Thefts from airport security checkpoints remain a top concern for frequent fliers, such as student travelers, according to a recent article in the Washington Post.
According to the article, one passenger claimed that a $7,000 wedding ring was stolen from a bin on a conveyor belt of an X-ray checkpoint machine at Boston’s Logan International Airport. The entire area was searched, but there was no ring in sight. Now the passenger is filing a lawsuit against the Transportation Security Administration, seeking reimbursement for the ring and attorney’s fees.
A recent report on msn.com said that since 2003, 130 screeners have been fired for stealing, 53 of them from January to October 18 of 2005. The TSA spokesperson states that “the number of employees fired for theft is an incredibly small percentage.”
Despite the small percentage of thieving employees, it still occurs and is happening more frequently these days.
Howard student Megan Goins had this to say about recent theft reports, “I checked luggage containing a digital camera and attachments for my camera. Upon arriving at my destination there was a slip in my bag stating that it had been inspected by JFK’s independent security contractor, Covenant Aviation Security. The attachments were there, but the digital camera was gone. It was clearly theft. I’m in the process of filing a complaint and a claim. The claim process is technical and designed to make it difficult for you to get back what was rightfully yours, but I’m doing it anyway.”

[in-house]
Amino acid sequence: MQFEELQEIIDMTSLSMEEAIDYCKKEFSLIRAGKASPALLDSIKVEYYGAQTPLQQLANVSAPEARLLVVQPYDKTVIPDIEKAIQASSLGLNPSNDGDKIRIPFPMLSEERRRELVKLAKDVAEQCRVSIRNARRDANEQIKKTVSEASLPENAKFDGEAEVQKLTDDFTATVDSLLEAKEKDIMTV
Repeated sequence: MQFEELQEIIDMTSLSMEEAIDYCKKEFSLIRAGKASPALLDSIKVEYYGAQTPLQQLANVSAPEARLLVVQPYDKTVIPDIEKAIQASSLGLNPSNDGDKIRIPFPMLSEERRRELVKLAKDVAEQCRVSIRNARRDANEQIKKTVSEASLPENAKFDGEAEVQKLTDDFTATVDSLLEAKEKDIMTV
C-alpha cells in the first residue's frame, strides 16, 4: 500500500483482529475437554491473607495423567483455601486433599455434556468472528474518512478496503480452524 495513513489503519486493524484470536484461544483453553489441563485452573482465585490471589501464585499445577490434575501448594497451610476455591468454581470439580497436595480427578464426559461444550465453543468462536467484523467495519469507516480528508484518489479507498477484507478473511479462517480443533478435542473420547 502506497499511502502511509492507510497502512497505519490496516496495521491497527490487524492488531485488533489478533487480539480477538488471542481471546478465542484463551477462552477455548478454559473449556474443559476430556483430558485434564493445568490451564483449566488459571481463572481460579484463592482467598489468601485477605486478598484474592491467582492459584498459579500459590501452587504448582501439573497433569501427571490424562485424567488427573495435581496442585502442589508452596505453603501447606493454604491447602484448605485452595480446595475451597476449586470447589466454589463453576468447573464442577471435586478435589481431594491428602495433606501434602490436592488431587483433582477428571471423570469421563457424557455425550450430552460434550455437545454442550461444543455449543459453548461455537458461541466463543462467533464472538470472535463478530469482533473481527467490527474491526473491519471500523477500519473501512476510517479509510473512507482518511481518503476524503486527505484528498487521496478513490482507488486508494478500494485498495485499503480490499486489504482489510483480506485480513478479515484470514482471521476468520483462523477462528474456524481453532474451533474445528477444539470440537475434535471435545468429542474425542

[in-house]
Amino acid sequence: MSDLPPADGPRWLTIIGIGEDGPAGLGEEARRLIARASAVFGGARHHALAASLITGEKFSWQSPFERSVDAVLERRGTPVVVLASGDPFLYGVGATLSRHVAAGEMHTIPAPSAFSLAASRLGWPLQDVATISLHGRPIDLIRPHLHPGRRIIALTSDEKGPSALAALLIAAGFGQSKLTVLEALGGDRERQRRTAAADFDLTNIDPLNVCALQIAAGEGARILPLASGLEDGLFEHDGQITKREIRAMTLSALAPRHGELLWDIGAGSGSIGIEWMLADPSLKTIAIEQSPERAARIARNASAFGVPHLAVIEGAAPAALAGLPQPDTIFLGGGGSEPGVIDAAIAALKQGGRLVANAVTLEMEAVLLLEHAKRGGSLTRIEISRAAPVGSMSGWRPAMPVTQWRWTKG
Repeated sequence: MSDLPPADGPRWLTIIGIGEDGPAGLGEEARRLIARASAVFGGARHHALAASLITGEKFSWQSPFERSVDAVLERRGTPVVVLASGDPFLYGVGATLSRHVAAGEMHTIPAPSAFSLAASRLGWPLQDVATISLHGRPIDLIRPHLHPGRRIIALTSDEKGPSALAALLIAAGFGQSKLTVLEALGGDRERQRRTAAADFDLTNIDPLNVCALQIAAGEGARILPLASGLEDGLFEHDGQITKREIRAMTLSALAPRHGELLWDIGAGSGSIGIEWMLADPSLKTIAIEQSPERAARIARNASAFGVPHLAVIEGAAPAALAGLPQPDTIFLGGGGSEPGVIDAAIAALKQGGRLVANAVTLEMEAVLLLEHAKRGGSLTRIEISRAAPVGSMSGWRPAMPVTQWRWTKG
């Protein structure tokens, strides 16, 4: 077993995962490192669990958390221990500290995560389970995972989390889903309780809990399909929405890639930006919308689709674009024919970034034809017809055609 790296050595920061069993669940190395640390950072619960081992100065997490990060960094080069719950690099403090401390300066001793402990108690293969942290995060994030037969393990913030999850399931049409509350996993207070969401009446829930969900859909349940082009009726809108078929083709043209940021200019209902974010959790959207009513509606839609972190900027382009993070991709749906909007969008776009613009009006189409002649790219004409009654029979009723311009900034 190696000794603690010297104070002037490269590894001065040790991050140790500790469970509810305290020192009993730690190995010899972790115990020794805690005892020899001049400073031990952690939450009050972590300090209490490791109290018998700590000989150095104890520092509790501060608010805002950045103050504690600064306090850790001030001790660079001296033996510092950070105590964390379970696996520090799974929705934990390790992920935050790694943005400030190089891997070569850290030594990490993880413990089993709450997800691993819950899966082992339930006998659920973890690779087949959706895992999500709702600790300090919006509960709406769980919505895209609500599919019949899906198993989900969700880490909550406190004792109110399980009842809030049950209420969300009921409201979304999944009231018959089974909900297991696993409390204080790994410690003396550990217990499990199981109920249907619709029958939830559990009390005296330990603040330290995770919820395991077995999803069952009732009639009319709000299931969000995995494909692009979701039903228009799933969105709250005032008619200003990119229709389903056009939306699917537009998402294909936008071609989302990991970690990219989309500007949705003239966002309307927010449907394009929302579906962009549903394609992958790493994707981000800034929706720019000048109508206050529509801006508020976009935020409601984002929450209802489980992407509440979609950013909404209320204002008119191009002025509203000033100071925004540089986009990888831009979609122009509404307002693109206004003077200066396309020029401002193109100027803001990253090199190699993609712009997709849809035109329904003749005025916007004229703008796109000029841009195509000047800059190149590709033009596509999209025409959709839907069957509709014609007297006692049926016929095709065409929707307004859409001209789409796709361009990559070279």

Students should know that there are precautions that can be taken in order to prevent these events from happening. First, do not place money or valuable items in the bins while going through the metal detector. Place everything in your carry on bag or purse, and if you have neither, still keep rings, money, and credit cards in your pocket unless otherwise advised by the walk-through officer.
If this step is not taken, your bin may goes through the machine while your still on the other side of the detector, placing your belongings out of sight and into someone else’s hands. Sometimes this small action is overlooked and other times you are directed to do so on purpose by the security personnel. So be very aware at checkpoints.
If something does turn up missing at the checkpoint file a claim with the TSA, as well as a local police report.